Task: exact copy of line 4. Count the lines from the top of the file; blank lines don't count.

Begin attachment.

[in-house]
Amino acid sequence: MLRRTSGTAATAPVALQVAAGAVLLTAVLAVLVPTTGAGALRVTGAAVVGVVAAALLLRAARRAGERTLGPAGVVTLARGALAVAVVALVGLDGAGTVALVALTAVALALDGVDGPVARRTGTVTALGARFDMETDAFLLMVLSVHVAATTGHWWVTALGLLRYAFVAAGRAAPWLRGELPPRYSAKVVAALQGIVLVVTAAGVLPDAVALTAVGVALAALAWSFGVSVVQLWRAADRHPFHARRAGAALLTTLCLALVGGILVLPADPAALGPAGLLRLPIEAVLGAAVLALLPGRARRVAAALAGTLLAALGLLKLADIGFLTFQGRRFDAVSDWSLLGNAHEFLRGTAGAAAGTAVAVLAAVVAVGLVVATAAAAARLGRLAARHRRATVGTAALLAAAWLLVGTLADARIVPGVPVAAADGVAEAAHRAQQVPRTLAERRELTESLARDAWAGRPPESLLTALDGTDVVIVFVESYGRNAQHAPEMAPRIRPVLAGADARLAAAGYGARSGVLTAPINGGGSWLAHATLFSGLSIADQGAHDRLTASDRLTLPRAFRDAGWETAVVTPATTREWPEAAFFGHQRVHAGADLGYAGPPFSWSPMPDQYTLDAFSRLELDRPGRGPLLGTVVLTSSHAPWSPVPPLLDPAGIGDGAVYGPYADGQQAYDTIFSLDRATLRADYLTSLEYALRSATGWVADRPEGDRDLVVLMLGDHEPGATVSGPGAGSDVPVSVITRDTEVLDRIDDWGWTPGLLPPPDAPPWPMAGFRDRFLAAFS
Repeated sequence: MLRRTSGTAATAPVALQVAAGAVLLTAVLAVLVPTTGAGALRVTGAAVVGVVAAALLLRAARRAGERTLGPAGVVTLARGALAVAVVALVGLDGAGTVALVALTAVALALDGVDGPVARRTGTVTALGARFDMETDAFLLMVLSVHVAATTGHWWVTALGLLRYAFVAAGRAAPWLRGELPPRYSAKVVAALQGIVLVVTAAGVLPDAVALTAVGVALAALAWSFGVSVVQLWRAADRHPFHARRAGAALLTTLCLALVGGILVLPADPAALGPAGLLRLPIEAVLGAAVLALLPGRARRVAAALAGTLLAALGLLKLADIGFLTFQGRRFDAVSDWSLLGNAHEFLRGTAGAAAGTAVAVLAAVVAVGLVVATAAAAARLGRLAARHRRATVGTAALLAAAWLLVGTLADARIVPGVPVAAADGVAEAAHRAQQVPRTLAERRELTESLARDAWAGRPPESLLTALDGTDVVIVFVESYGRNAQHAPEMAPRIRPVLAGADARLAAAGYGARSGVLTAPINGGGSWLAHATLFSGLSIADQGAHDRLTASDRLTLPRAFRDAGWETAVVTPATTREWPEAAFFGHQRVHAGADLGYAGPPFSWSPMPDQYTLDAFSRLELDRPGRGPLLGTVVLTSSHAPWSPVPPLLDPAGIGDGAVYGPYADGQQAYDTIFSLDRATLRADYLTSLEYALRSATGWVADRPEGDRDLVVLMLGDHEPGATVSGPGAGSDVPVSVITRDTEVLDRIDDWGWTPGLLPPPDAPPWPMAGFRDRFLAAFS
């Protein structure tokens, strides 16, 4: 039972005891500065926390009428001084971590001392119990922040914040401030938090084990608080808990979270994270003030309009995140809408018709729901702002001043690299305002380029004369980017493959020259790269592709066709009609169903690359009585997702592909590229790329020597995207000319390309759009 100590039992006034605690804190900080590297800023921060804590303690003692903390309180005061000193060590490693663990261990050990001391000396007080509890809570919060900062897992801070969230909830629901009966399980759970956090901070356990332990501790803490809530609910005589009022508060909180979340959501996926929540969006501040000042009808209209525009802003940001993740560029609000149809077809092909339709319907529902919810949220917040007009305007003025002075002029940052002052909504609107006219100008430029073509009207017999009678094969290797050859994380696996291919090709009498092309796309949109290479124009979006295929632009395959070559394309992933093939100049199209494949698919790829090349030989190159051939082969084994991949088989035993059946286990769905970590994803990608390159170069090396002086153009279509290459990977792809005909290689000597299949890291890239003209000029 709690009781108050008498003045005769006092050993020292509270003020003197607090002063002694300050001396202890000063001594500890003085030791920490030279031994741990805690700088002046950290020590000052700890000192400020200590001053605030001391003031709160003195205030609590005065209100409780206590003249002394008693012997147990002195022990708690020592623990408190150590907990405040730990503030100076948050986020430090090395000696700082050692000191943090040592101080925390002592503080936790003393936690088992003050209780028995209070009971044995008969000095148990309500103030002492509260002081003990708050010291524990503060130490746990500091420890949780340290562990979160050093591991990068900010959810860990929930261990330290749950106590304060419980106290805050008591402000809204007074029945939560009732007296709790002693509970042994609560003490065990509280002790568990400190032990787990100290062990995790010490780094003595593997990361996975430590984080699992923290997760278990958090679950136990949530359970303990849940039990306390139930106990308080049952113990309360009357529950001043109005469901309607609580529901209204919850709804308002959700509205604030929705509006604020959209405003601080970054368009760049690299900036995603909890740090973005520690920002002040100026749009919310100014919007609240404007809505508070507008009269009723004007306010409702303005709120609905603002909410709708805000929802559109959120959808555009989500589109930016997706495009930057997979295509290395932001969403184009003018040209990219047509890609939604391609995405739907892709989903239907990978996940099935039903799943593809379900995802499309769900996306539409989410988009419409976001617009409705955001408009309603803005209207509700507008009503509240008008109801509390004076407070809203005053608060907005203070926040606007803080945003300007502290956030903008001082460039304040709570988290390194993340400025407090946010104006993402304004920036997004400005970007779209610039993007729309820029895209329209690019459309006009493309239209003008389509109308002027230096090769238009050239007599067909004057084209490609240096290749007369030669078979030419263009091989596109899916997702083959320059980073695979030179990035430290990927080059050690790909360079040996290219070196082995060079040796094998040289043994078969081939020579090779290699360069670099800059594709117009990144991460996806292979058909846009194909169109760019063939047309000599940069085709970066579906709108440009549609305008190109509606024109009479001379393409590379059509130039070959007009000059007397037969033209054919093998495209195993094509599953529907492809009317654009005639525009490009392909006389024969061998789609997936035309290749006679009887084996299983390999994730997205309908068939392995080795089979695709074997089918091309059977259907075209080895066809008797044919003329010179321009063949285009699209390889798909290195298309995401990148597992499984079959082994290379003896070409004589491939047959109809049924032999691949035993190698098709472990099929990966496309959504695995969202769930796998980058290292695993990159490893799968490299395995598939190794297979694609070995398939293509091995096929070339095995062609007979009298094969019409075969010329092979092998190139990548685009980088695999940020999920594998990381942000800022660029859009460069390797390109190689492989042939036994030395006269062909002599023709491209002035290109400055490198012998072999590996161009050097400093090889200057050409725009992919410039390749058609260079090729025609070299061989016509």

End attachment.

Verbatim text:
């Protein structure tokens, strides 16, 4: 039972005891500065926390009428001084971590001392119990922040914040401030938090084990608080808990979270994270003030309009995140809408018709729901702002001043690299305002380029004369980017493959020259790269592709066709009609169903690359009585997702592909590229790329020597995207000319390309759009 100590039992006034605690804190900080590297800023921060804590303690003692903390309180005061000193060590490693663990261990050990001391000396007080509890809570919060900062897992801070969230909830629901009966399980759970956090901070356990332990501790803490809530609910005589009022508060909180979340959501996926929540969006501040000042009808209209525009802003940001993740560029609000149809077809092909339709319907529902919810949220917040007009305007003025002075002029940052002052909504609107006219100008430029073509009207017999009678094969290797050859994380696996291919090709009498092309796309949109290479124009979006295929632009395959070559394309992933093939100049199209494949698919790829090349030989190159051939082969084994991949088989035993059946286990769905970590994803990608390159170069090396002086153009279509290459990977792809005909290689000597299949890291890239003209000029 709690009781108050008498003045005769006092050993020292509270003020003197607090002063002694300050001396202890000063001594500890003085030791920490030279031994741990805690700088002046950290020590000052700890000192400020200590001053605030001391003031709160003195205030609590005065209100409780206590003249002394008693012997147990002195022990708690020592623990408190150590907990405040730990503030100076948050986020430090090395000696700082050692000191943090040592101080925390002592503080936790003393936690088992003050209780028995209070009971044995008969000095148990309500103030002492509260002081003990708050010291524990503060130490746990500091420890949780340290562990979160050093591991990068900010959810860990929930261990330290749950106590304060419980106290805050008591402000809204007074029945939560009732007296709790002693509970042994609560003490065990509280002790568990400190032990787990100290062990995790010490780094003595593997990361996975430590984080699992923290997760278990958090679950136990949530359970303990849940039990306390139930106990308080049952113990309360009357529950001043109005469901309607609580529901209204919850709804308002959700509205604030929705509006604020959209405003601080970054368009760049690299900036995603909890740090973005520690920002002040100026749009919310100014919007609240404007809505508070507008009269009723004007306010409702303005709120609905603002909410709708805000929802559109959120959808555009989500589109930016997706495009930057997979295509290395932001969403184009003018040209990219047509890609939604391609995405739907892709989903239907990978996940099935039903799943593809379900995802499309769900996306539409989410988009419409976001617009409705955001408009309603803005209207509700507008009503509240008008109801509390004076407070809203005053608060907005203070926040606007803080945003300007502290956030903008001082460039304040709570988290390194993340400025407090946010104006993402304004920036997004400005970007779209610039993007729309820029895209329209690019459309006009493309239209003008389509109308002027230096090769238009050239007599067909004057084209490609240096290749007369030669078979030419263009091989596109899916997702083959320059980073695979030179990035430290990927080059050690790909360079040996290219070196082995060079040796094998040289043994078969081939020579090779290699360069670099800059594709117009990144991460996806292979058909846009194909169109760019063939047309000599940069085709970066579906709108440009549609305008190109509606024109009479001379393409590379059509130039070959007009000059007397037969033209054919093998495209195993094509599953529907492809009317654009005639525009490009392909006389024969061998789609997936035309290749006679009887084996299983390999994730997205309908068939392995080795089979695709074997089918091309059977259907075209080895066809008797044919003329010179321009063949285009699209390889798909290195298309995401990148597992499984079959082994290379003896070409004589491939047959109809049924032999691949035993190698098709472990099929990966496309959504695995969202769930796998980058290292695993990159490893799968490299395995598939190794297979694609070995398939293509091995096929070339095995062609007979009298094969019409075969010329092979092998190139990548685009980088695999940020999920594998990381942000800022660029859009460069390797390109190689492989042939036994030395006269062909002599023709491209002035290109400055490198012998072999590996161009050097400093090889200057050409725009992919410039390749058609260079090729025609070299061989016509």